In the course of shopping for an ID card printer for the first time, you might have run across the terms direct-to-card, dye sublimation, or reverse transfer. But what does all that technical jargon really mean? We’re breaking it down for you in our latest Learning Center article: Understanding Printing Technologies. Here’s a brief rundown of the three most common printing technologies:

Direct-to-Card Printing

Direct-to-card printing is the most common printing method used by ID card printers today. Direct-to-card printers transfer images directly from the print head to the surface of plastic cards through a process called dye sublimation. During printing, the print head heats the dyes on a printer ribbon. The dyes are then vaporized and diffused into the surface of the card.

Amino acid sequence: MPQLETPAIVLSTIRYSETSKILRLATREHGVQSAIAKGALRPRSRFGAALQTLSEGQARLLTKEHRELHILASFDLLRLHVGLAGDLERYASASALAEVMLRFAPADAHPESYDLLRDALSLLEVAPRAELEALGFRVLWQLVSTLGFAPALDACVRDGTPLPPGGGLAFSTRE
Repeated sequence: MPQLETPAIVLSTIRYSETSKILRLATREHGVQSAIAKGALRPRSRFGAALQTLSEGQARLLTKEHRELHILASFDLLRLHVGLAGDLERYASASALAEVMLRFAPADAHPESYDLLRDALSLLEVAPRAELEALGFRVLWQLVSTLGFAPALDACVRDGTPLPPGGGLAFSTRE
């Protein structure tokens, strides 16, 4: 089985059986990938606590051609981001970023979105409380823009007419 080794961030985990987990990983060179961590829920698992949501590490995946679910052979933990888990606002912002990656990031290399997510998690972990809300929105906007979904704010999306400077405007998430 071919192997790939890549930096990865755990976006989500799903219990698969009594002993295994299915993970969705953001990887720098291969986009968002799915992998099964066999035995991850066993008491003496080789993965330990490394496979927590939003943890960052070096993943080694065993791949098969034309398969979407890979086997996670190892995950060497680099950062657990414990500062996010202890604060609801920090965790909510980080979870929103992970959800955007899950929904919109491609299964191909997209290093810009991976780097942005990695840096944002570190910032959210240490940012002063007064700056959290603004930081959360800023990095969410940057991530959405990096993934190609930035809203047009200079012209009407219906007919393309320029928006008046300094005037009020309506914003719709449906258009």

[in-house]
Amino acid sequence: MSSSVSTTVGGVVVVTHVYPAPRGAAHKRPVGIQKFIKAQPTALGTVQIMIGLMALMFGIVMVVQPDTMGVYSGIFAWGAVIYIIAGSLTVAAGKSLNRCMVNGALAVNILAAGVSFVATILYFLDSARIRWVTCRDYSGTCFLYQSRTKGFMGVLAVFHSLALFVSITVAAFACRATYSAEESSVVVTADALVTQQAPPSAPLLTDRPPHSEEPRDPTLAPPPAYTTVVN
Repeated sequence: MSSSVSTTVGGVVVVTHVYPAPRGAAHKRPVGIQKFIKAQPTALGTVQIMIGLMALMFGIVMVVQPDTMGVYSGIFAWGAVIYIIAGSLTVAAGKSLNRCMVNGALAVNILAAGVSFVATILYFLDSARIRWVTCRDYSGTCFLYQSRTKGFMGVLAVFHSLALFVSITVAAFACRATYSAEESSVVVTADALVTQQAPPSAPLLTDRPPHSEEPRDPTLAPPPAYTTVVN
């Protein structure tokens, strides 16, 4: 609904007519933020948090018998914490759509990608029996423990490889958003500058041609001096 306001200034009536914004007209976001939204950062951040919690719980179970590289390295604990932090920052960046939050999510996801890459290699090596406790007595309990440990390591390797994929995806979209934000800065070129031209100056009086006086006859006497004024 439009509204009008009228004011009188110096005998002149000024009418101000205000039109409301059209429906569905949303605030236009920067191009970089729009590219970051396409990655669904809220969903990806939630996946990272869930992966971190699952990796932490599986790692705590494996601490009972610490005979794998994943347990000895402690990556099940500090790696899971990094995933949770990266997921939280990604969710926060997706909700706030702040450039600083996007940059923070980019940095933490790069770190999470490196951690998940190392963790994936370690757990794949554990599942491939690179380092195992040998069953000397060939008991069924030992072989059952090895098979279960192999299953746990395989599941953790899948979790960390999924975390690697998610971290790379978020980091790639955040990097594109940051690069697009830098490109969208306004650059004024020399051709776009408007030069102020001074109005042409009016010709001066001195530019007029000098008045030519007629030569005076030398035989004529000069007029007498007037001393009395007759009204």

Reverse Transfer Printing

Reverse transfer printing uses an entirely different process. Reverse transfer printers, or retransfer printers, produce a mirror image of the card design on a thin film. Heat and pressure then bonds the film to the card, sandwiching the ink between the two layers. ID cards produced using this method have especially crisp text and images, are more durable, and are resistant to tampering or illegal duplication.


Laminating ID card printers use heat and pressure to apply a laminate over the surface of a plastic ID card to protect the printed images, text, and graphics from everyday wear and tear.

Read the full article in the Learning Center for an in-depth look at each printing technology